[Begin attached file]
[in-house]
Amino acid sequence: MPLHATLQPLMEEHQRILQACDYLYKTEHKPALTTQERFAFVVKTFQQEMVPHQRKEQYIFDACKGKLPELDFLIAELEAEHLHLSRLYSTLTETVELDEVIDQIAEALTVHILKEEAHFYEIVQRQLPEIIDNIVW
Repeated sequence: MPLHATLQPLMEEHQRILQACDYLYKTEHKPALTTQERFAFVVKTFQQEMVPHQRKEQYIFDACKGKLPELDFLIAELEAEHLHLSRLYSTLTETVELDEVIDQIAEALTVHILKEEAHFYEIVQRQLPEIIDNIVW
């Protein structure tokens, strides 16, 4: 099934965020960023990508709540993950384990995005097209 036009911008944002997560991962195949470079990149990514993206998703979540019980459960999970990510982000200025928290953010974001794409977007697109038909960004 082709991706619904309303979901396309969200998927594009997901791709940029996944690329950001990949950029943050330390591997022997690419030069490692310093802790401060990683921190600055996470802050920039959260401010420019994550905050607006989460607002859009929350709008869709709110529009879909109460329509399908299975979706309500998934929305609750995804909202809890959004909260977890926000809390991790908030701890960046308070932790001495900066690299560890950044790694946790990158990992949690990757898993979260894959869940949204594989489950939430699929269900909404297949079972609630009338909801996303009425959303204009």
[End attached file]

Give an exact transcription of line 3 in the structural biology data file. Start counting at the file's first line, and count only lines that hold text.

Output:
Repeated sequence: MPLHATLQPLMEEHQRILQACDYLYKTEHKPALTTQERFAFVVKTFQQEMVPHQRKEQYIFDACKGKLPELDFLIAELEAEHLHLSRLYSTLTETVELDEVIDQIAEALTVHILKEEAHFYEIVQRQLPEIIDNIVW